LOUISVILLE, KY. (WDRB) -- Owsley Brown Frazier's legacy is etched in stone all over this city, quite literally. In bricks and mortar, university campuses and hospital complexes, athletic facilities and museums, high-rise buildings and low-income housing.
The Brown-Forman heir and one of the great philanthropists Louisville has ever known died Thursday after a long illness at age 77, and the tributes will come in proportion, surely, to the staggering amount he gave back. He helped raise more than a half-billion dollars for local schools and universities alone. And for every dollar and act of service we know about, you can take to the bank that there is another that we don't.
But no picture of the man is complete without this one. For all of his gravitas, the magnitude of his person and scope of influence, Frazier was a passionate sports fan. He loved the games, the players, the atmosphere. And not just the sports that grabbed the headlines. The last conversation I had with him, some time back, was about women's softball at his beloved University of Louisville.
Maybe this will illustrate better. Frazier had been ailing, but last Friday got out of the hospital for just a short time. Where did he go? To football practice at U of L. Frazier wanted to check up on the team. It was one of the last outings he would make. And there was, in all likelihood, nowhere else he would've chosen to be.
The tributes will all speak of how much Frazier gave to this place and that, and they should. Absolutely. What you shouldn't miss, however, was that Frazier was a friend, a mentor, to so many. In fact, those were the terms in which so many spoke of him Thursday. University of Louisville president James Ramsey called him a "dear, personal friend." Athletic director Tom Jurich called him, "my mentor and friend." Bellarmine basketball coach Scotty Davenport likened him to "a father figure."
Last Wednesday U of L football coach Charlie Strong heard Frazier wasn't doing well and walked away from a packed schedule to visit him in the hospital. The plan for Frazier's practice visit was hatched then. On Thursday, Strong called Frazier "a pioneer" and added, "He meant a lot to me."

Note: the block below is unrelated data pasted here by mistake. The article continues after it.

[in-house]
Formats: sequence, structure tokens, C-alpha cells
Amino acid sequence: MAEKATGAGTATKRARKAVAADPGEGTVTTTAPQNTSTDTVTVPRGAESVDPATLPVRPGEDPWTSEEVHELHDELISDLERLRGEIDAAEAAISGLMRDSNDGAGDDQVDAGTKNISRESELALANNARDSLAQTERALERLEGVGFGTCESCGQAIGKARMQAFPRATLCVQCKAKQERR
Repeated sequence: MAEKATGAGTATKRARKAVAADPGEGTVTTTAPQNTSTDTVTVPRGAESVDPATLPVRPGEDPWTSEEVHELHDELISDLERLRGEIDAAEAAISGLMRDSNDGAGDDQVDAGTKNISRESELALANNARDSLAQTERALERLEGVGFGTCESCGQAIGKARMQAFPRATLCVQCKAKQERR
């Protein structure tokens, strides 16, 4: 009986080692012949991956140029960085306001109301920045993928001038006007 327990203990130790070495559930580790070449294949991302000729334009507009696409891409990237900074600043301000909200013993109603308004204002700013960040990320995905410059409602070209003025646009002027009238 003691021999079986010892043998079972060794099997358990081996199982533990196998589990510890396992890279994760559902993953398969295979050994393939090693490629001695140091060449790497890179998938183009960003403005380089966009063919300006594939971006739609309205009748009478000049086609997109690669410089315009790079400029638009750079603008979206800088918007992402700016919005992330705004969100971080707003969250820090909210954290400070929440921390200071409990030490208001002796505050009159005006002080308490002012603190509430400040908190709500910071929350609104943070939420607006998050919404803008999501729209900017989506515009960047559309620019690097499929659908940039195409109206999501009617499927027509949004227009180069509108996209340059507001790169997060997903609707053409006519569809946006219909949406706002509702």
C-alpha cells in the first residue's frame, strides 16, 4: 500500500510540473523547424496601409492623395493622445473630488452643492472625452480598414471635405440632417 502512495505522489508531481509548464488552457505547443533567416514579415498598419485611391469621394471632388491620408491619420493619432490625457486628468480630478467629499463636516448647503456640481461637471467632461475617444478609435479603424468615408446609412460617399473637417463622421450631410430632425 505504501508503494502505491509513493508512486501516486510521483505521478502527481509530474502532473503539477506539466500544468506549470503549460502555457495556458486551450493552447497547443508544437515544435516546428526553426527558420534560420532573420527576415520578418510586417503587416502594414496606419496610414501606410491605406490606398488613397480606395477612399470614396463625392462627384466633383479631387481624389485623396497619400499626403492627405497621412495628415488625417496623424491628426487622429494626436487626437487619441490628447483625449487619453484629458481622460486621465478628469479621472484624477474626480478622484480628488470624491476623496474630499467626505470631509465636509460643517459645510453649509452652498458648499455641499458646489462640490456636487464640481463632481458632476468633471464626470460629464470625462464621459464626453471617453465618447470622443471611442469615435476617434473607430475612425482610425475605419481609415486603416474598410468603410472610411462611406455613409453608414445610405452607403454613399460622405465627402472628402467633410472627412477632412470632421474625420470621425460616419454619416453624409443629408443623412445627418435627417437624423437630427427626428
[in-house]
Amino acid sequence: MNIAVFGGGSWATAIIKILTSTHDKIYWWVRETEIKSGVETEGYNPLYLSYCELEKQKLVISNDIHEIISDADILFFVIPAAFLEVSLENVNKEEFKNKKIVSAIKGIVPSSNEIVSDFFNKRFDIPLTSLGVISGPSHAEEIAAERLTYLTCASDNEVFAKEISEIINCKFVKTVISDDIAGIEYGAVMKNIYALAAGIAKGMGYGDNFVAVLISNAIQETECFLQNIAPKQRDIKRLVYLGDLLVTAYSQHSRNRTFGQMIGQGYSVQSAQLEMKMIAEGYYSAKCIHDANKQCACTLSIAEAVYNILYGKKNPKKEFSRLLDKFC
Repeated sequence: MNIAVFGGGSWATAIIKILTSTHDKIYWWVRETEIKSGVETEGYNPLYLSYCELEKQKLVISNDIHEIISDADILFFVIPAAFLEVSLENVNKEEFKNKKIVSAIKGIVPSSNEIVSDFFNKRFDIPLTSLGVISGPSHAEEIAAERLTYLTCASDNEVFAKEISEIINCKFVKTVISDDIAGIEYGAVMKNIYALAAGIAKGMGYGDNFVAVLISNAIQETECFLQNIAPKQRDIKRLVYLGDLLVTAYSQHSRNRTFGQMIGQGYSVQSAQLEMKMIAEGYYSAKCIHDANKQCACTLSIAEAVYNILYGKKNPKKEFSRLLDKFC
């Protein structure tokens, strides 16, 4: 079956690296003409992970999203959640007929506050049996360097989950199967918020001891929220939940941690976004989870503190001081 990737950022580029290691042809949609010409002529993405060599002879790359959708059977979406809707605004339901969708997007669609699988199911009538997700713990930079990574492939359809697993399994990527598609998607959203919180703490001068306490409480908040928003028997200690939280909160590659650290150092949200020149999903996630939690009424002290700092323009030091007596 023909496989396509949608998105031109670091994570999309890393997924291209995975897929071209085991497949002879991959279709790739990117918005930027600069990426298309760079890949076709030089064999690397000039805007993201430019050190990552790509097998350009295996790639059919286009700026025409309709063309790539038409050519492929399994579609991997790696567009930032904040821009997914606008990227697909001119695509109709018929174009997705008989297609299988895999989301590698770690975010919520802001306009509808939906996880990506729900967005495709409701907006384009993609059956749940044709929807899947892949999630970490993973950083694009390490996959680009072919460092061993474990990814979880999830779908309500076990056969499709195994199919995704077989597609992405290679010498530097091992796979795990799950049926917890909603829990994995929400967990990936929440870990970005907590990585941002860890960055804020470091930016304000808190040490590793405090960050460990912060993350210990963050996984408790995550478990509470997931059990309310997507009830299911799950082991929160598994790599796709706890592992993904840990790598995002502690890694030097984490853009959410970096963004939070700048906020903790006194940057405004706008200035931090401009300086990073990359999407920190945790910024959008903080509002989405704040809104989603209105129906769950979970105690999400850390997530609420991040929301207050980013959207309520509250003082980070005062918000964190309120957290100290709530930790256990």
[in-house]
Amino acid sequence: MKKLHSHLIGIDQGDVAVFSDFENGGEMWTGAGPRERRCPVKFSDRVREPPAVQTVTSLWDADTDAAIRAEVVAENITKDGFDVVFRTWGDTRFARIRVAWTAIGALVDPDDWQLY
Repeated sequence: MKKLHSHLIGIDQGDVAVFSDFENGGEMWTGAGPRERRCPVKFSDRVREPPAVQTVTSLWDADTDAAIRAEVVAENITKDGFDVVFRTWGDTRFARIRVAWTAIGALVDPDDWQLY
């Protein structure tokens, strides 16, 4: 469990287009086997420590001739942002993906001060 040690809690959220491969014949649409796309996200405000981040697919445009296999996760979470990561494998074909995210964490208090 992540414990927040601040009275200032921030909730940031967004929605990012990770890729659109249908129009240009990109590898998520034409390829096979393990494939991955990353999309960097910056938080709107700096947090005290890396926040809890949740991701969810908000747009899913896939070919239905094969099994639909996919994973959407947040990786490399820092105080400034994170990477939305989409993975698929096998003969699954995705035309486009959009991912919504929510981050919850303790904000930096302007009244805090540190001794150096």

One of Frazier's favorite gifts this past holiday season came from longtime friend Bill Stone. It was a signed picture of U of L quarterback Teddy Bridgewater, on which the sophomore had written a short message. Frazier loved it and said he was going to hang it in his suite.
"Now he's not going to get the chance," Stone said Thursday. "When I saw him last Wednesday he said, 'We will be at the U of L-UK game together.' And I believed him. . . . We know he's been sick for years, but he kept coming out of it. I used to say he had a heart as strong as a Louisville Water Company pumping station. And especially this time, I saw him last week and he looked and talked so great I thought, 'He's licked it again.' He wanted so much to go to the UK-U of L game. . . . Losing him is a tough blow."
Football games were emotional for Frazier and Stone. The two go back to the first days of Denny Crum, to the days of Lee Corso as football coach and Peck Hickman as athletic director. In those days, the U of L athletic association meetings would begin, Stone said, "With two hours of fellowship, followed by two hours of dinner with lots of beer and wine, then the business would start at about 10 o'clock at night.'"
One year Corso had a home game with Memphis that they promoted like crazy, and when the tickets at Fairgrounds Stadium were sold out, Hickman told them that was it. Frazier didn't want to stop. He and Stone hired extra security and sold 4,000 standing-room seats -- a catalyst to getting the stadium expanded.
Those were the days when Frazier was a lawyer at Brown-Forman, not the city's greatest benefactor. When U of L was leaving for the NCAA Tournament regional in Las Cruces, N.M., in 1975, athletic director Dave Hart looked around and Frazier wasn't to be found. He called him at his office and Frazier said, "I thought we were leaving in the morning."
Hart told Frazier to be at the airport in 20 minutes or they were leaving without him. How much did sports mean to Frazier? He took off running, tore out in his Mustang Mach 4 and made the airport out of breath, no luggage, no clothes packed, ready for the trip to the NCAA Tourney. Stone got on the plane's speaker to tell boosters they were holding a ULAA fundraiser, "Anybody who pays can listen to Owsley explain to his wife why he's not going to be at dinner tonight."
At that same regional, Frazier and Stone sat above Notre Dame coach Digger Phelps and got on him so hard that Frazier would swear for the rest of his life that Digger was about to come into the stands after them.
Frazier was no casual sports fan. His love of the games ran deep. He was involved in so many business and charitable pursuits, but he'd chuck anything if you called him with tickets to a game. He was a regular at Bengals games in the early days of Riverfront Stadium, and after once saying baseball was like "watching the paint dry," wound up a huge fan of the Louisville Redbirds and later the Louisville Bats.
"I remember the pure joy I saw on his face when we won the NCAA title in 1980 in Indianapolis," Stone said. "We saw each other running for the bus and we just hugged. That vision had come true. We were No. 1 in America, coached by a great friend of ours. I can still see the look on his face. I have never seen him ever so happy."